Knowledge Paper Summary
India is about to witness, what we at BCP Associates consider the biggest legal transformation in its history with the proposed 4 new labour codes which are slated to take effect sometime this year. In our exclusive knowledge paper, we discuss the history of the Indian Labour Laws and how we, as a nation, have arrived at the cusp of a transformative inflection point which will lay the foundation for enabling India to accelerate its economic and social growth over the next several decades.
The proposed Labour Codes will mark the beginning of a new era. The new codes will replace a set of older laws with the intent to consolidate, simplify and digitize them to enable ease of doing business and make compliance easier. This is in line with the digitization happening across sectors in the country and thus shift working and production processes towards a much leaner and sharper way of functioning. To further contextualize, we need to travel back in time a few decades to understand the reason why the Indian industry and workforce is where it is today.
Post our independence, the newly formed government put a huge emphasis on industrializing the country, particularly factories and mills and with the creation of large and heavy industry during the 50s and 60s. The intent was to build a strong industrial foundation, job creation and social upliftment. During this period, the focus was on production and growth, rather than on internal processes and compliance, which was largely nonexistent. In the 1960s & 70s, with growth in industrialization came a wave of strikes and lockouts. This led to the government introducing several laws and measures to alleviate the situation, protect worker’s rights and ensure the workforce and economy was not impacted.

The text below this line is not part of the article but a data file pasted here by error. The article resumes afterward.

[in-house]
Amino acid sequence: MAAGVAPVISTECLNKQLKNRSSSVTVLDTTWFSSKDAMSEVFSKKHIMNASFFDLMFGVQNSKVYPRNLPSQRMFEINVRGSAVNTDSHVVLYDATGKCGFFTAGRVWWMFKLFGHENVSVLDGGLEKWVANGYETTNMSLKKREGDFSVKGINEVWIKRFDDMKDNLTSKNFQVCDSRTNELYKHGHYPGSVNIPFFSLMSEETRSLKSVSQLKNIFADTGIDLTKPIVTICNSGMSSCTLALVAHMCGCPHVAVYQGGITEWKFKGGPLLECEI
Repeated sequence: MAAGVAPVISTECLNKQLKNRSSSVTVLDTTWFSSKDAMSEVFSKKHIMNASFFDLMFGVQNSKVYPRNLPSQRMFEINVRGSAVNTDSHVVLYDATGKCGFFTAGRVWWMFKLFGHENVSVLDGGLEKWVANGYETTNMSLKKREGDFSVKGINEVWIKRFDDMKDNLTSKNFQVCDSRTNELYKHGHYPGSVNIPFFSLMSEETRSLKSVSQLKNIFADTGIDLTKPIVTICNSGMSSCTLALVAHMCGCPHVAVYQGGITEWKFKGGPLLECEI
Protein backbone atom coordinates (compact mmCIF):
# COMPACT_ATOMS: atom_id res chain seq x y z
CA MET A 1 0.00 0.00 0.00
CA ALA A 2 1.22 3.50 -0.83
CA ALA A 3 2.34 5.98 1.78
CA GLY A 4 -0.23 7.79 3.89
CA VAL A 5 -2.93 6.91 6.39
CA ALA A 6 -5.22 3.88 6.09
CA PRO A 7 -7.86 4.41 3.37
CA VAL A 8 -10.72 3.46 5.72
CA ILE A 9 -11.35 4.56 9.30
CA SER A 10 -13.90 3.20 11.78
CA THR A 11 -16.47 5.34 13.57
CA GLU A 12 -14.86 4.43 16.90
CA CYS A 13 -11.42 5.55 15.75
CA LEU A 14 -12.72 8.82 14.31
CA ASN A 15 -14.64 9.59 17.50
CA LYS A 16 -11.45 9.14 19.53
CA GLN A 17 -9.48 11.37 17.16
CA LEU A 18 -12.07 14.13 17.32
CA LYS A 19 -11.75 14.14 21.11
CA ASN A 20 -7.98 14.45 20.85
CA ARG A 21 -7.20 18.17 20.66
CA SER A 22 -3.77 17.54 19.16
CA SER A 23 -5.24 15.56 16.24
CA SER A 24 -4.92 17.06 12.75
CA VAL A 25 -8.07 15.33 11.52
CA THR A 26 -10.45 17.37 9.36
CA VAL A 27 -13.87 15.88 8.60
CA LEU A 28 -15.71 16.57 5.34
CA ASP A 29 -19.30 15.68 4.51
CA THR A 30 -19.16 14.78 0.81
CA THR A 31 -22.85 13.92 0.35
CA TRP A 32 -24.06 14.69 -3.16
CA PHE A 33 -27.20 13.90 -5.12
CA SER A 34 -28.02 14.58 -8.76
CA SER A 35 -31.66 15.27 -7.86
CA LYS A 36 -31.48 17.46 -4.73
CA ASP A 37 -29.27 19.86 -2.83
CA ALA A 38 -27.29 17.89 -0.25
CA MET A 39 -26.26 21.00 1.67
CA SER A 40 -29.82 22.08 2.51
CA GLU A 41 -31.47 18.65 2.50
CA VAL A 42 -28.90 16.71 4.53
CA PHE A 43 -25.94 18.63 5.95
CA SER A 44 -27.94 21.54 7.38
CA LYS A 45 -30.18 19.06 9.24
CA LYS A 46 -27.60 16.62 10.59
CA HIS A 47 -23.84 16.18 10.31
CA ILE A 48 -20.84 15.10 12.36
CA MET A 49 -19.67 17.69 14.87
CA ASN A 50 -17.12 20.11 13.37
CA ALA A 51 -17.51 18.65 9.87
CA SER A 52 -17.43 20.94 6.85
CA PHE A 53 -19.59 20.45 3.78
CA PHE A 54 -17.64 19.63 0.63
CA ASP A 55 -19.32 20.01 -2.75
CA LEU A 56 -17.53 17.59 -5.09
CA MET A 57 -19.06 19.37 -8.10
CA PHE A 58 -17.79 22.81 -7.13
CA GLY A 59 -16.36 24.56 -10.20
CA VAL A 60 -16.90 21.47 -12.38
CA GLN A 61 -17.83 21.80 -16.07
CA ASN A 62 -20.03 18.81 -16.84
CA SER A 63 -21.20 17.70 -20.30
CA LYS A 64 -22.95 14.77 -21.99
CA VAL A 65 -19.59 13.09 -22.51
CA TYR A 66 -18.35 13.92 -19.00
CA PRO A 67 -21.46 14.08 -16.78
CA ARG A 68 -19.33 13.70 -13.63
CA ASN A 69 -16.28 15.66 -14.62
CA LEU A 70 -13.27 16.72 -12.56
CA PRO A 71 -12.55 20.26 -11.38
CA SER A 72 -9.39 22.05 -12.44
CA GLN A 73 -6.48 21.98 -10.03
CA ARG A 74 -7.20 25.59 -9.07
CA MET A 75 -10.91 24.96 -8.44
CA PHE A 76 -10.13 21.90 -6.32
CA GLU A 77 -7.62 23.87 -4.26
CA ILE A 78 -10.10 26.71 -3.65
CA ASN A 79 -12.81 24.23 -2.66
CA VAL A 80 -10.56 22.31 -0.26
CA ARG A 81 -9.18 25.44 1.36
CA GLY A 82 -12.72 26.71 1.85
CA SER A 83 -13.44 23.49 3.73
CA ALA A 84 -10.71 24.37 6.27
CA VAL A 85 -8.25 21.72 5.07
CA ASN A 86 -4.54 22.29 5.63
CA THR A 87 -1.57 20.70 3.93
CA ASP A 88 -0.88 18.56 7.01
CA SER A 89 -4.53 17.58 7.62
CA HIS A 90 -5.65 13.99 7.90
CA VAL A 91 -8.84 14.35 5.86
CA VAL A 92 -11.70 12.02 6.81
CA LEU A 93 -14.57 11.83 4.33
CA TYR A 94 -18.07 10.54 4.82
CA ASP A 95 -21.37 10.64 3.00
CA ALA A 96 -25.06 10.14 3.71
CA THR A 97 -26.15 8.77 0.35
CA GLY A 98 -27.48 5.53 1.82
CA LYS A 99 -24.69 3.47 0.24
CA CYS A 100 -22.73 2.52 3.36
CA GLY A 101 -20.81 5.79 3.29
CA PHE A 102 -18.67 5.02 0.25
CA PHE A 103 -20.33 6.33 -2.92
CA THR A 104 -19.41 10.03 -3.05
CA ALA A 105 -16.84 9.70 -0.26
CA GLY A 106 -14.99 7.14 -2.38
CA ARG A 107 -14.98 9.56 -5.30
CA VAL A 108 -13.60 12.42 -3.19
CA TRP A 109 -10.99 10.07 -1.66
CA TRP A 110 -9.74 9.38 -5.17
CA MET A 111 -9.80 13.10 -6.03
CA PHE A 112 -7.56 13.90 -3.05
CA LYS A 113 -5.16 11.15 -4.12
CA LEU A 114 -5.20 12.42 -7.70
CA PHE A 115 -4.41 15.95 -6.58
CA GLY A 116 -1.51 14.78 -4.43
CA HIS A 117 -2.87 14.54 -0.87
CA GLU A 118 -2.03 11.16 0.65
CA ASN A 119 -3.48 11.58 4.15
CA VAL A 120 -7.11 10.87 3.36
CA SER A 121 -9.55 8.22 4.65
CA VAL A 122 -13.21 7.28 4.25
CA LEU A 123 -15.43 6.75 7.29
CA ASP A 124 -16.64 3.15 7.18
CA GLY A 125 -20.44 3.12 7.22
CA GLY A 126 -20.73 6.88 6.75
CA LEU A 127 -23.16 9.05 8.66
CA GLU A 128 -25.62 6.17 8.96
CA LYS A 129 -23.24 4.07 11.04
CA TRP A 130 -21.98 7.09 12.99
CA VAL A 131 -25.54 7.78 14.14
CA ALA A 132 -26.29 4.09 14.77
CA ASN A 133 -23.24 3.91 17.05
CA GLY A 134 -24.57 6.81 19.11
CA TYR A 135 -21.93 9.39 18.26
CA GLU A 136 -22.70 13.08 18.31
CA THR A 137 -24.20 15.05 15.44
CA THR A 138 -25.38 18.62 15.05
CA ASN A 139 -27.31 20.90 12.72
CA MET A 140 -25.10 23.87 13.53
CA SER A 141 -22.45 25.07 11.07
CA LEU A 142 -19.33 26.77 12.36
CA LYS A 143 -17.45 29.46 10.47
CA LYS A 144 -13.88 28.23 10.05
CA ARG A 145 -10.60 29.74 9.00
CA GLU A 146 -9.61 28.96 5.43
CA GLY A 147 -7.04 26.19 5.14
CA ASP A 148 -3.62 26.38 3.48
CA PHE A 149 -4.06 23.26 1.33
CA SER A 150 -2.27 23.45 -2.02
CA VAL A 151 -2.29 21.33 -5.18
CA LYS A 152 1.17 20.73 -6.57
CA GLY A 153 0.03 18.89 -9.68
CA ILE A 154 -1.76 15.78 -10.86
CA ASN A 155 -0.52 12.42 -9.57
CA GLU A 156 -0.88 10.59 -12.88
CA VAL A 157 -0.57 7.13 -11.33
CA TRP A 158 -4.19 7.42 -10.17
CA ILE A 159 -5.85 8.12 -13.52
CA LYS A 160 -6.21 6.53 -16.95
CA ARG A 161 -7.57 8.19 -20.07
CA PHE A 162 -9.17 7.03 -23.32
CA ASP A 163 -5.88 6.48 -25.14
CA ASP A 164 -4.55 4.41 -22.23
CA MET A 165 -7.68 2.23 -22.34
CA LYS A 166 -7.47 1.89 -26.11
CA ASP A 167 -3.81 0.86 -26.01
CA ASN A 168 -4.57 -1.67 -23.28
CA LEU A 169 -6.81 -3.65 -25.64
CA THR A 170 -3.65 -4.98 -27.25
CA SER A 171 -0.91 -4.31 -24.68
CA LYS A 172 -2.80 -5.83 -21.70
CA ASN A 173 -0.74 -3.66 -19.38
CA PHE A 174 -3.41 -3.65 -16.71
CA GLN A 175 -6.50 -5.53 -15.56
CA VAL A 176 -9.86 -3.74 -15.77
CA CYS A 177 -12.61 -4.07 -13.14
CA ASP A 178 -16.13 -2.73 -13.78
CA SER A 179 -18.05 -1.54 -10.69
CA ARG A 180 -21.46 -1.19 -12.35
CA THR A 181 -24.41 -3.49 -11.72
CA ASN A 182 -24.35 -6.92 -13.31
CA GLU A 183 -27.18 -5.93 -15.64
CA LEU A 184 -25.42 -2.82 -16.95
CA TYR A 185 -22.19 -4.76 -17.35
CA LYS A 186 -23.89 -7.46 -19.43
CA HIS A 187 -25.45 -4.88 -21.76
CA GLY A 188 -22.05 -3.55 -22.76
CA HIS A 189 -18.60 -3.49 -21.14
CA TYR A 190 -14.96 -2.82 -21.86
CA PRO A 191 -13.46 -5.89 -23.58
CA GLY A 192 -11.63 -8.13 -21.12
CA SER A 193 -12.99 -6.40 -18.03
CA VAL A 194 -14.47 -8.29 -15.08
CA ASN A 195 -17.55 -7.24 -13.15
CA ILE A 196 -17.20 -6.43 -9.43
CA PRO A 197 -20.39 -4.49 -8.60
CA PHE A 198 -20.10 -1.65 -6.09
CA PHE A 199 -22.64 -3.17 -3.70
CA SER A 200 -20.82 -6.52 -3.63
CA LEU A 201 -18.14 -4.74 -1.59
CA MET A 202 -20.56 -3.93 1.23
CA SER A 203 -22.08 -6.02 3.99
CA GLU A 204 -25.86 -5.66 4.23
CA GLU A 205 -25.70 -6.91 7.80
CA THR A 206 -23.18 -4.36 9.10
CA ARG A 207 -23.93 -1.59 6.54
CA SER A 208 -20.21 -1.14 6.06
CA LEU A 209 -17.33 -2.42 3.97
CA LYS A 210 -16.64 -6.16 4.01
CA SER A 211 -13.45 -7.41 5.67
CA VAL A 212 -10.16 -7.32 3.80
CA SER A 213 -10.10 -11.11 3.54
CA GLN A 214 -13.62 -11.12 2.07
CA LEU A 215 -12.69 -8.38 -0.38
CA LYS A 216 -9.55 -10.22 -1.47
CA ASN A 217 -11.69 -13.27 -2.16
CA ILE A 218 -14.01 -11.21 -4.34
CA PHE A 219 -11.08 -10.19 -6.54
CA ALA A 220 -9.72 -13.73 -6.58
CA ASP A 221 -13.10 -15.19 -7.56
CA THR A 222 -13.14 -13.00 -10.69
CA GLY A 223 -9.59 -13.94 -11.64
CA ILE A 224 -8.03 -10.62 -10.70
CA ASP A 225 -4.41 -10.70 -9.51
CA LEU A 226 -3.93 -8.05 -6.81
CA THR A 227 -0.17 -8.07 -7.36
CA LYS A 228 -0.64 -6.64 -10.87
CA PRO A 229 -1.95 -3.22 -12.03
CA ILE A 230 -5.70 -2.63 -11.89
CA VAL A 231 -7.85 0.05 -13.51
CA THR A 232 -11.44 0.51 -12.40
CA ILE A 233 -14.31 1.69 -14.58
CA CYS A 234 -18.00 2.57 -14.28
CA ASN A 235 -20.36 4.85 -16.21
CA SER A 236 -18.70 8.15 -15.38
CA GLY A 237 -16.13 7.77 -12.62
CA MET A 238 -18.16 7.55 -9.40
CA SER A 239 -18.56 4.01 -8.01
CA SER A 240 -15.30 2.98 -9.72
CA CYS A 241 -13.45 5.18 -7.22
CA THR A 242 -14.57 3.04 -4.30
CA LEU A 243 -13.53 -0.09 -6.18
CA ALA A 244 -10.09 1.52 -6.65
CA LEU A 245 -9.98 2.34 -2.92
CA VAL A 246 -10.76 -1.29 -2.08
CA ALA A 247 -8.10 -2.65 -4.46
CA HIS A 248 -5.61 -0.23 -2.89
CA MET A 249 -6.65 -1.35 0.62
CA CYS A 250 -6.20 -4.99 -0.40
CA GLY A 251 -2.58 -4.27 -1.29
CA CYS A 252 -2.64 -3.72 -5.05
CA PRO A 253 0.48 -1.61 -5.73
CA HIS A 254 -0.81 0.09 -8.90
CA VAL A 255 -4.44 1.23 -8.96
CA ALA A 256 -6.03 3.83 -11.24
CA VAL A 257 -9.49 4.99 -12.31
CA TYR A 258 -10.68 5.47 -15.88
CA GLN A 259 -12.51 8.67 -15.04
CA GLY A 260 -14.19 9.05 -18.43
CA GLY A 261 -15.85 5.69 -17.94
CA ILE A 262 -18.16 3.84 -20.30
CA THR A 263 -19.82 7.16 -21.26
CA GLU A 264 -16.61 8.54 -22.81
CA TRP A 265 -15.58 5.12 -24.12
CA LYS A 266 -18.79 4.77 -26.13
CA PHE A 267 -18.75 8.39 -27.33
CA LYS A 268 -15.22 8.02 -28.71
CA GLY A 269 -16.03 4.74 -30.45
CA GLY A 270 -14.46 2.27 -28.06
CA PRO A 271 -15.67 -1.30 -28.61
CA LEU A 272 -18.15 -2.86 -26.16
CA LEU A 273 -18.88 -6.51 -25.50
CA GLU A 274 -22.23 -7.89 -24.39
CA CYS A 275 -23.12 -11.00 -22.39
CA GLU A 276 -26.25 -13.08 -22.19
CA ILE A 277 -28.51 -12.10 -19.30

During the mid to late 80s, India began to see the birth of the services industry. India rolled out its liberalization policy in the early 90s which enabled the IT sector to grow by leaps and bounds. Once India opened its doors for multi-nationals to setup shop, be it a service industry or a factory, the labour landscape went through a seismic shift. The MNCs began to put more emphasis on the wellbeing of the employees and a structured and disciplined way of operating via strict policy enforcement and compliance adherence. The Indian economy boomed, created wealth for the middle and lower middle class and uplifted the society as a whole. This also brought to fore several gaps and challenges with the existing labour and employment laws which is more aligned to the industrial sector, creating the need for reforms.
The knowledge paper discusses all these and much more. Write to us at email@example.com to get an exclusive copy.